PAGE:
Whether patients, visitors or our fellow employees, being mindful of empathy and compassion goes a long way to the happiness of others.
Providing healthcare is a deeply personal work and therefore, I believe, a deeply spiritual work. This is why I believe it can be one of the most rewarding and challenging of vocations.
At one time, Chaplaincy Services offered staff retreats called Renewal Days. One of the features was a video by National Geographic award-winning photographer Dewitt Jones entitled For the Love of It. Jones concludes the video by encouraging viewers to “chase the light.” He knows from experience how a good photo becomes a great one when the light is right.
My wife snapped this photo of me this past April 2nd. That’s the Sea of Galilee at mid-morning looking northwest toward the country of Lebanon. The Kingdoms of Jordan and Syria are to my back. What you don’t see in the picture is that there was a chill wind and I was fighting a head cold. My pocket was stuffed with tissues at the ready. Why did I leave my jacket back in my room!
Galilee was where Jesus engaged in much of his early ministry. His good friend John records him once saying, “It is the Spirit that gives life.” Light has been a symbol of positive spirituality through generations and across cultures. Hence the phrase “their eyes lit up.” My eyes lit up over and over during those ten days in Israel because I was constantly in the presence of what mattered to me. Whenever a vacation or wedding or a patient encounter lights us up, it is a spiritual experience.
Dr. Frederic C. Craigie is a clinical psychologist and medical educator at Dartmouth Medical School. He identifies three ways which we can “chase the light” and practice a positive spirituality in our work. First, you practice personal spirituality when you stay connected to what matters to you. This has to do with purpose, character, and commitment. The more intentional we are about this the better. You can tell something meaningful is happening whenever there is passion and enthusiasm (i.e. inspired by a god). How can you connect with what matters to you? I suggest that you pick up a pen and do two things:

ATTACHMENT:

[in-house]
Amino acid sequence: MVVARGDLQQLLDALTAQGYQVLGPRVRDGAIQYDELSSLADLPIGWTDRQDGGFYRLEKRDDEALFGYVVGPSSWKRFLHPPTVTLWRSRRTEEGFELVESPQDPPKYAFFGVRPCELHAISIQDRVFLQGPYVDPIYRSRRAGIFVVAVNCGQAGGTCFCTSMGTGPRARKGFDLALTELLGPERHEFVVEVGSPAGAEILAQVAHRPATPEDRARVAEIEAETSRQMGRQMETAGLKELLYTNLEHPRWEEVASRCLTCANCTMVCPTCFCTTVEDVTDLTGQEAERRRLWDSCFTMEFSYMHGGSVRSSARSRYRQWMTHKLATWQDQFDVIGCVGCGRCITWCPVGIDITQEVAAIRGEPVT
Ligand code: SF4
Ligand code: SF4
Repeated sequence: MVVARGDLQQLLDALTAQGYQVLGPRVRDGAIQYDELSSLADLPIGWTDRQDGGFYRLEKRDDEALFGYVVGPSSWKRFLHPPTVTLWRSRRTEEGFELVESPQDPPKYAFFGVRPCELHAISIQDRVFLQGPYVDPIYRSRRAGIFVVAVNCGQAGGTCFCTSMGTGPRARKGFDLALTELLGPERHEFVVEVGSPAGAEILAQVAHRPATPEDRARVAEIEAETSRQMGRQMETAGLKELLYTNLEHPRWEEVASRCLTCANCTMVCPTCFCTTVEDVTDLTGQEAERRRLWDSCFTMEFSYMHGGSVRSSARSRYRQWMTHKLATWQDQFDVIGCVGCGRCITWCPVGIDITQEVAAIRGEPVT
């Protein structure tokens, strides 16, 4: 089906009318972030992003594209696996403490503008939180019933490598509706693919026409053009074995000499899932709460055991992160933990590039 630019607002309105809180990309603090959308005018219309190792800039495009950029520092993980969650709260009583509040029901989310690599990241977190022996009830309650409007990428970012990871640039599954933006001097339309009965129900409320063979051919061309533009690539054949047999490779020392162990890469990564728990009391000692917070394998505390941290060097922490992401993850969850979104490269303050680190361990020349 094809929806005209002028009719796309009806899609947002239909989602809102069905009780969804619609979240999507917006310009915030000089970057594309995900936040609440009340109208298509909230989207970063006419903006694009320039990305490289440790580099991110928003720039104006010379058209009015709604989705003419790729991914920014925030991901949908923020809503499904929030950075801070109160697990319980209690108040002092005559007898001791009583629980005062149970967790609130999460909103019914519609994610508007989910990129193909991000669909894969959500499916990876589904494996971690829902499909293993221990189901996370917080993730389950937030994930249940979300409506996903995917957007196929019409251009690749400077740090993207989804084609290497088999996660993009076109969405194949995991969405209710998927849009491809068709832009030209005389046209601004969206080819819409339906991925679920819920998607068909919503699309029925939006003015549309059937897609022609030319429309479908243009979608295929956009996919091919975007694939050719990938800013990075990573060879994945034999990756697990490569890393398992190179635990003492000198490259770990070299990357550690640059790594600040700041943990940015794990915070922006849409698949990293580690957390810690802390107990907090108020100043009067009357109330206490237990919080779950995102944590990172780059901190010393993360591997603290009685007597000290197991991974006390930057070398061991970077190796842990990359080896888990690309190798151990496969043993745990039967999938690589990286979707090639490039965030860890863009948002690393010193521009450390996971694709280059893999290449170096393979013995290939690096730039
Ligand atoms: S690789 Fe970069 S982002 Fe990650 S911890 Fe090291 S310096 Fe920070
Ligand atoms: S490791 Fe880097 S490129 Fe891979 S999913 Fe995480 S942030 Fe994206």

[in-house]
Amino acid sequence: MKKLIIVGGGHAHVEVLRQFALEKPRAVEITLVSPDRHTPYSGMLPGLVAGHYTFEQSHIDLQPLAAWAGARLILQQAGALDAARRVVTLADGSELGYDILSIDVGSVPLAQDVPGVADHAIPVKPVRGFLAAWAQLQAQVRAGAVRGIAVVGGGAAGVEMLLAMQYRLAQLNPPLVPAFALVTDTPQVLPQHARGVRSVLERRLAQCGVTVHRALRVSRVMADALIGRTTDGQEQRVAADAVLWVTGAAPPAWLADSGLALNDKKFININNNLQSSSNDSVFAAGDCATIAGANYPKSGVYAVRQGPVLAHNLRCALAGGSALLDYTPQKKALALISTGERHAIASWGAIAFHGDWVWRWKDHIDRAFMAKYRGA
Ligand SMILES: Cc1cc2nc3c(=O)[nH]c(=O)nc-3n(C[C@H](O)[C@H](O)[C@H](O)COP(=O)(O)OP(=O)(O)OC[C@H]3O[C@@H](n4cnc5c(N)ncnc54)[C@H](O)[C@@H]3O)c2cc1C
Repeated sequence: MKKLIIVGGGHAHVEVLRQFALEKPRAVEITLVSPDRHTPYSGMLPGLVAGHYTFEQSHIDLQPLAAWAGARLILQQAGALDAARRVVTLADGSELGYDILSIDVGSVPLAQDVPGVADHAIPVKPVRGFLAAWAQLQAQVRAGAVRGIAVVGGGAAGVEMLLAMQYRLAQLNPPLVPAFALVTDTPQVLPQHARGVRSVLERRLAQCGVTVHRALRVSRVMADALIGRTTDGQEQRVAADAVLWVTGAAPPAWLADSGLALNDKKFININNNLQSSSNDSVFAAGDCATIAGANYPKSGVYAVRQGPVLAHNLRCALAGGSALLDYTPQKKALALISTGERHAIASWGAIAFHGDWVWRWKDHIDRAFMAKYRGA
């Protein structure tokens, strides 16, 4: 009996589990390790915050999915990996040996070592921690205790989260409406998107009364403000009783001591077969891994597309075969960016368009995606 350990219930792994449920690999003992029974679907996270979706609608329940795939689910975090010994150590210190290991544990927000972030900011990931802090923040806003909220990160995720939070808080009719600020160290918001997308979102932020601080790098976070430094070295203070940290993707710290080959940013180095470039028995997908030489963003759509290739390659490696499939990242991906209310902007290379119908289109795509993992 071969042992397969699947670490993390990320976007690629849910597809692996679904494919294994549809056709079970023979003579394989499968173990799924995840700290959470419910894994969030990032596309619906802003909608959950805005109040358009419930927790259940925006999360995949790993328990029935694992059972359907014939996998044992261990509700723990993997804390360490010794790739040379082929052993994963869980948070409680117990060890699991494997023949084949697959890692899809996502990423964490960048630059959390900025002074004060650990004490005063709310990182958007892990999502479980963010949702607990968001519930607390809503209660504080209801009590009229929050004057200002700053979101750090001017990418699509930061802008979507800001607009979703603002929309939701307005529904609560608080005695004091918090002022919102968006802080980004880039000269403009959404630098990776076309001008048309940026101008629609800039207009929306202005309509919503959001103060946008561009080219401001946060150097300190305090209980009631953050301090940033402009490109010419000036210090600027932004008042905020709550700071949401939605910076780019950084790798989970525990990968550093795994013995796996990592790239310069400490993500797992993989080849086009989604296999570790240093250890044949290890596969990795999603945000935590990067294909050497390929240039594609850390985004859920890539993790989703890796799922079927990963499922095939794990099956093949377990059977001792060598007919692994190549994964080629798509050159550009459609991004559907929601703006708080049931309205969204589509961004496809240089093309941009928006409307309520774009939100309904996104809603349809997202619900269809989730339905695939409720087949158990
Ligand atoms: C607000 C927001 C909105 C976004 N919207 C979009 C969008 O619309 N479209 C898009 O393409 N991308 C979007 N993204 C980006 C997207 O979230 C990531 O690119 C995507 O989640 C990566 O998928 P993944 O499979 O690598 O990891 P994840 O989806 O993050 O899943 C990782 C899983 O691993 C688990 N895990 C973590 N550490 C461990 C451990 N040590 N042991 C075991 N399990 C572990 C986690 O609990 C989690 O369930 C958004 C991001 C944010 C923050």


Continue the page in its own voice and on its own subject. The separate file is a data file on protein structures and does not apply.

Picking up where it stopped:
- Write a paragraph or two about what or who got you into healthcare or how you came to work at Hancock.
- Write your epitaph (and then live up to it.)
Secondly, practice clinical spirituality by connecting with what matters to those you serve. In healthcare, our central task is to understand and support the concerns of our patients and families. It’s one thing to fix a broken arm in a gentle and effective manner. It’s another thing to empathize with why that arm is important (a job that needs doing, a child who needs guidance, a spouse who needs hugging). What matters to them may or may not involve religious beliefs. You don’t have to become everyone’s best friend or personally affirm everything they value, but something healing happens when I know the person who is with me gets me. Rather than giving advice, she helps me own my heart in a fresh way.
Thirdly, practice corporate spirituality by connecting with the shared energy of the people who work around you. An organization is an intentional grouping of people and thereby has a soul just as people do. We normally call it culture, atmosphere, tone or environment. Research shows that healthcare organizations that pay attention to organizational soul do better than those that do not with respect to employee retention, patient satisfaction, performance improvement and process measures, and health care outcomes. From the longest tenured among us to the newest hire, we can tend the tribal fire by recommitting to a sense of mission, respecting and empowering each other, and cultivating a spirit of community and caring. Sooner or later, others who share our heart will find us!